Wednesday, July 20, 2005

PyroWorm Game

Most programmers write software for other people to use. But as an engineer, most of the programs I wrote were customized tools for me to use. (But some tools were more general-purpose, and I made these available to others to use.) I thought of the computer as a mental lever, or as a robot that would do all the hard work. But sometimes, at home, I used programming for fun and games.

Once I got the idea to combine two simple games that others had created. One of them, John Conway's Game of Life (See here and here) is not really a game, although it has rules, and pieces on a board that come and go according to the rules. The board is like a chess board, but with many more rows and columns, and the rules are much simpler than chess. If you program a computer to play this 'Game of Life', you can populate the board with pieces any way that you like, then watch the computer 'play the game' according to the rules, and see what happens. If you haven't seen it, that may sound boring -- but it really is fascinating, because in spite of the fact that the rules are so simple, the moving patterns are surprisingly life-like -- hence the name. Ragged asymmetrical patterns grow into beautifully symmetric objects. Patterns glide across the board, collide with other patterns, and are either destroyed, or morph into new patterns. It is more a spectator sport than a real game.

I wrote a program to do this, and it was fun to watch, but always, after an interval of interesting activity, the 'game' would end with a mixture of static, unmoving patterns and moving patterns that would repeat the same motions over and over again. It seemed to me that it needed some kind of spark that could rekindle the interesting activity whenever it died down.

As I began to experiment with this rekindling idea, it seemed that the moving patterns were like a wild-fire. When the patterns expanded, it was like fire spreading; and when the patterns drifted sideways, it was like wind was moving the fire. I modified the program so that when a piece on the board was not there in the previous change-cycle, it would be colored bright red; but if it had been there in the previous change-cycle, it would be colored a dull red, nearly brown. Thus, an active 'fire' was flashing bright red, but a static pattern of 'ashes' was the brownish dull red.

I recalled a simple game that was available on the Unix computers, called 'worm' (similar to this). It, too, was played on a board with many rows and columns. The worm was a string of pieces, like a string of pearls, made of the letter 'o', with a capital 'O' for the head, like this: ooooooO. The computer could make the worm move by adding a piece at the 'head' end and removing a piece at the 'tail' end. What you had to do was to steer the worm's motion, using the arrow keys of the computer's keyboard. A numeral from 1 to 9 would appear at a random location on the board; and if you could steer the worm to 'eat' the numeral, then the worm would grow longer by that amount. The computer could make the worm grow by adding pieces at the 'head' end without removing pieces at the 'tail' end. So the length of the worm was your score.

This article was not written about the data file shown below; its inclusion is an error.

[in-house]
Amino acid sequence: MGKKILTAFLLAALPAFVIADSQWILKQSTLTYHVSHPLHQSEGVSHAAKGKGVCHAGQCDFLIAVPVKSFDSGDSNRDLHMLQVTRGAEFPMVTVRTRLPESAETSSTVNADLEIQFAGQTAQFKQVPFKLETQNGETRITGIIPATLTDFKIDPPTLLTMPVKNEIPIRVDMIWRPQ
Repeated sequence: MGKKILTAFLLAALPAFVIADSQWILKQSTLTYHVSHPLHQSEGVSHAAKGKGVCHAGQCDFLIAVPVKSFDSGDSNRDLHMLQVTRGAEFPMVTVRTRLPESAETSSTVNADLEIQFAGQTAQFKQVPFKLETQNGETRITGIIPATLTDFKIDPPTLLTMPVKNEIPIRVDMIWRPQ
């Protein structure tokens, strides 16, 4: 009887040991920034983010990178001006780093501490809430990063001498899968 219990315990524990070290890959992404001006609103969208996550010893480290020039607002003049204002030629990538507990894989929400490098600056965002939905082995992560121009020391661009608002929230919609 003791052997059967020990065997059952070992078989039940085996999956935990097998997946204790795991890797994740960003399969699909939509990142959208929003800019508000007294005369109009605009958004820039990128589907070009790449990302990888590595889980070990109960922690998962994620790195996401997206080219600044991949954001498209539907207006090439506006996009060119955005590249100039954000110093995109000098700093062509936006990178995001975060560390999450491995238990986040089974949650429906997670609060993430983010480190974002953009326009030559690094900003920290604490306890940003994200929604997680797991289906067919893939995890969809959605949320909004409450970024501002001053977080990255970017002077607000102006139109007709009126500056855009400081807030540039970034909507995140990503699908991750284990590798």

Now, if the worm bumped into itself or the walls (the edges of the board), the game was over. And as the worm grew longer, that was harder to do -- you had to learn strategies of winding up in the crowded space without making any fatal collisions. But in a more forgiving version of the game, collisions were not fatal. Instead, the penalty for collisions was that the worm would shrink. The computer could make the worm shrink by not adding pieces at the 'head' end while removing pieces at the 'tail' end. The only way this form of the worm game could end was for the worm to shrink down to nothing.

So I thought, why not use the worm to rekindle the fire? And to make the game more dramatic, the worm would need to avoid collisions with the fire, that is, getting burned. The worm would shrink if it touched a bright-red 'fire' piece, but would grow if it touched a dull-red 'ashes' piece, igniting it. But since the worm's head would always touch a piece first, and then the rest of its body would be dragged over that spot, it had to be that the 'ashes' would be ignited when the tail touches (or moves off) the ashes, not the head. I wanted the worm to play with danger, not be suicidal. It's hard enough staying away from the fire, so I removed the penalties for the worm bumping into himself or the edges of the board. In a way, there are no edges, because if you try moving off the right edge, you 'wrap around' and show up at the left edge; and likewise, the top and bottom edges are joined.

I made the worm a light green against a darker green background (grass: wwww). His head was a sunny yellow smiley-face, but when burned, the burned part of the body would turn black and the face turned red.

It turns out that these simple, but crazy rules make a very exiting game. To get a high score, you have to make the worm grow, and to do that, your worm has to start fires -- then run away from them. If you get too greedy, and start too many fires, there may be too little safe ground left and your worm will be fatally trapped. The worm is obviously a pyromaniac, so I named the new game PyroWorm.

You can download my game for free. Just click on PyroWorm Game and read about it, and scroll down to the Download section.

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